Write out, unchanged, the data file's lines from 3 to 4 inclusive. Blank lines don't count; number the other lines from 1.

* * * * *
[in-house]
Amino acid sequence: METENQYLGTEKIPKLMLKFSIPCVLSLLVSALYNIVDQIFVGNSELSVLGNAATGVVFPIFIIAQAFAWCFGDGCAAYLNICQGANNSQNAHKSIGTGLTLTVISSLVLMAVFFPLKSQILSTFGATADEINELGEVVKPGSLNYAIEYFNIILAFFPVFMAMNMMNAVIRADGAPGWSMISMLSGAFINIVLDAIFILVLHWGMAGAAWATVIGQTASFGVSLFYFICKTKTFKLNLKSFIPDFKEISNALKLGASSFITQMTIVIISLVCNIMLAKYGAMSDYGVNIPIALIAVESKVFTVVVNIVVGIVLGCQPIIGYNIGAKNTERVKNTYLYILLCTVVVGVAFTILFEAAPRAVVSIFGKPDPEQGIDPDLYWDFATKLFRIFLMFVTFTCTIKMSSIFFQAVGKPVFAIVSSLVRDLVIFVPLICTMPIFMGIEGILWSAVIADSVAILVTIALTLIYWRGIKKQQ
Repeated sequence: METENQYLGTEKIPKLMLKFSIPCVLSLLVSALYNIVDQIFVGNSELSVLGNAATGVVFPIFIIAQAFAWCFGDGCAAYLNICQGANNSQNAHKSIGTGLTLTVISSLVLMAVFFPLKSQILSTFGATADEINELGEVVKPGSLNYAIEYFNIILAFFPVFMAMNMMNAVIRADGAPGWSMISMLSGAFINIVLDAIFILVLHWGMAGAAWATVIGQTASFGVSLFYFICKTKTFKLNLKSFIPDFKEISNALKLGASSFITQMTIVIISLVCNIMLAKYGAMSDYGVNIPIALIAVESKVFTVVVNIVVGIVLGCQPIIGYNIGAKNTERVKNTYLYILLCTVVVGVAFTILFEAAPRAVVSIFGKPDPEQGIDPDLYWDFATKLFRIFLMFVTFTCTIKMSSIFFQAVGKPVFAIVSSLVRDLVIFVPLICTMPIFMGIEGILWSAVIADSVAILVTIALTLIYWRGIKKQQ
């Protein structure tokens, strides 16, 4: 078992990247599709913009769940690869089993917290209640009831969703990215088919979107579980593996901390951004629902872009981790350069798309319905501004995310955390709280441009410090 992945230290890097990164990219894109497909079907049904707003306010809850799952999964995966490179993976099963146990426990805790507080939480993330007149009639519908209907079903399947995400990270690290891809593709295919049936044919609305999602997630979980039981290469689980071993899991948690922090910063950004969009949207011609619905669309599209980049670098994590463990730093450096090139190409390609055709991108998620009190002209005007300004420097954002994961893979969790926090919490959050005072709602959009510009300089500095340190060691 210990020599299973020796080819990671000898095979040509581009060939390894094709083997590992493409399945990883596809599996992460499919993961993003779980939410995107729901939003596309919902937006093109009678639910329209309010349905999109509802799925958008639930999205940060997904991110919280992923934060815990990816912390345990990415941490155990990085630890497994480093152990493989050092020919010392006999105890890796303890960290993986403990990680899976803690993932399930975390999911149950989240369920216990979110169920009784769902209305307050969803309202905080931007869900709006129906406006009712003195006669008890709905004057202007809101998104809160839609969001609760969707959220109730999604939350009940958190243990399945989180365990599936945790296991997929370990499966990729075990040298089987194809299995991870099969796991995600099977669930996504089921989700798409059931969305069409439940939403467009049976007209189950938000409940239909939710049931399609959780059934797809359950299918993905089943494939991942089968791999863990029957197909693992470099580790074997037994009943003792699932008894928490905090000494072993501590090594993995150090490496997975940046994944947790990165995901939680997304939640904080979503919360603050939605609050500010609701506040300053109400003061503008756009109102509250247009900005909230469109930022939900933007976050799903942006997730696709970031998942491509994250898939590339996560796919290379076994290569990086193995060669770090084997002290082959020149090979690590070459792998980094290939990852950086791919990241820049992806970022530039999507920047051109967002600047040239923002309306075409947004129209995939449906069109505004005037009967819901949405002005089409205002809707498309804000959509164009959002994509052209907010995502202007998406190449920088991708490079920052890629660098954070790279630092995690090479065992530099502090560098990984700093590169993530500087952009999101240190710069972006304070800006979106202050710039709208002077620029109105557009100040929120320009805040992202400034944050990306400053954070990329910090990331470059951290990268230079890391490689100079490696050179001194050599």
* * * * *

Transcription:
Repeated sequence: METENQYLGTEKIPKLMLKFSIPCVLSLLVSALYNIVDQIFVGNSELSVLGNAATGVVFPIFIIAQAFAWCFGDGCAAYLNICQGANNSQNAHKSIGTGLTLTVISSLVLMAVFFPLKSQILSTFGATADEINELGEVVKPGSLNYAIEYFNIILAFFPVFMAMNMMNAVIRADGAPGWSMISMLSGAFINIVLDAIFILVLHWGMAGAAWATVIGQTASFGVSLFYFICKTKTFKLNLKSFIPDFKEISNALKLGASSFITQMTIVIISLVCNIMLAKYGAMSDYGVNIPIALIAVESKVFTVVVNIVVGIVLGCQPIIGYNIGAKNTERVKNTYLYILLCTVVVGVAFTILFEAAPRAVVSIFGKPDPEQGIDPDLYWDFATKLFRIFLMFVTFTCTIKMSSIFFQAVGKPVFAIVSSLVRDLVIFVPLICTMPIFMGIEGILWSAVIADSVAILVTIALTLIYWRGIKKQQ
């Protein structure tokens, strides 16, 4: 078992990247599709913009769940690869089993917290209640009831969703990215088919979107579980593996901390951004629902872009981790350069798309319905501004995310955390709280441009410090 992945230290890097990164990219894109497909079907049904707003306010809850799952999964995966490179993976099963146990426990805790507080939480993330007149009639519908209907079903399947995400990270690290891809593709295919049936044919609305999602997630979980039981290469689980071993899991948690922090910063950004969009949207011609619905669309599209980049670098994590463990730093450096090139190409390609055709991108998620009190002209005007300004420097954002994961893979969790926090919490959050005072709602959009510009300089500095340190060691 210990020599299973020796080819990671000898095979040509581009060939390894094709083997590992493409399945990883596809599996992460499919993961993003779980939410995107729901939003596309919902937006093109009678639910329209309010349905999109509802799925958008639930999205940060997904991110919280992923934060815990990816912390345990990415941490155990990085630890497994480093152990493989050092020919010392006999105890890796303890960290993986403990990680899976803690993932399930975390999911149950989240369920216990979110169920009784769902209305307050969803309202905080931007869900709006129906406006009712003195006669008890709905004057202007809101998104809160839609969001609760969707959220109730999604939350009940958190243990399945989180365990599936945790296991997929370990499966990729075990040298089987194809299995991870099969796991995600099977669930996504089921989700798409059931969305069409439940939403467009049976007209189950938000409940239909939710049931399609959780059934797809359950299918993905089943494939991942089968791999863990029957197909693992470099580790074997037994009943003792699932008894928490905090000494072993501590090594993995150090490496997975940046994944947790990165995901939680997304939640904080979503919360603050939605609050500010609701506040300053109400003061503008756009109102509250247009900005909230469109930022939900933007976050799903942006997730696709970031998942491509994250898939590339996560796919290379076994290569990086193995060669770090084997002290082959020149090979690590070459792998980094290939990852950086791919990241820049992806970022530039999507920047051109967002600047040239923002309306075409947004129209995939449906069109505004005037009967819901949405002005089409205002809707498309804000959509164009959002994509052209907010995502202007998406190449920088991708490079920052890629660098954070790279630092995690090479065992530099502090560098990984700093590169993530500087952009999101240190710069972006304070800006979106202050710039709208002077620029109105557009100040929120320009805040992202400034944050990306400053954070990329910090990331470059951290990268230079890391490689100079490696050179001194050599």